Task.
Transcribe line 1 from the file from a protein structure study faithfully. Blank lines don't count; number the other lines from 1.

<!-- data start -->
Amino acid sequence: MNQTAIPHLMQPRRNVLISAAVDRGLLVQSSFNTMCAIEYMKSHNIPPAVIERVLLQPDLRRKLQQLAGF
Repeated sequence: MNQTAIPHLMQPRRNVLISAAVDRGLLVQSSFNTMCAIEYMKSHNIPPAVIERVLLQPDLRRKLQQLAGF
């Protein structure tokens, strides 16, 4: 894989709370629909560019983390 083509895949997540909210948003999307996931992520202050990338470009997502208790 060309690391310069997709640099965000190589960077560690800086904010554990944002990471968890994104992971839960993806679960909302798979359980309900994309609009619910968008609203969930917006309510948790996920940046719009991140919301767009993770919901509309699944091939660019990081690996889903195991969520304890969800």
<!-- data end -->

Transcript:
Amino acid sequence: MNQTAIPHLMQPRRNVLISAAVDRGLLVQSSFNTMCAIEYMKSHNIPPAVIERVLLQPDLRRKLQQLAGF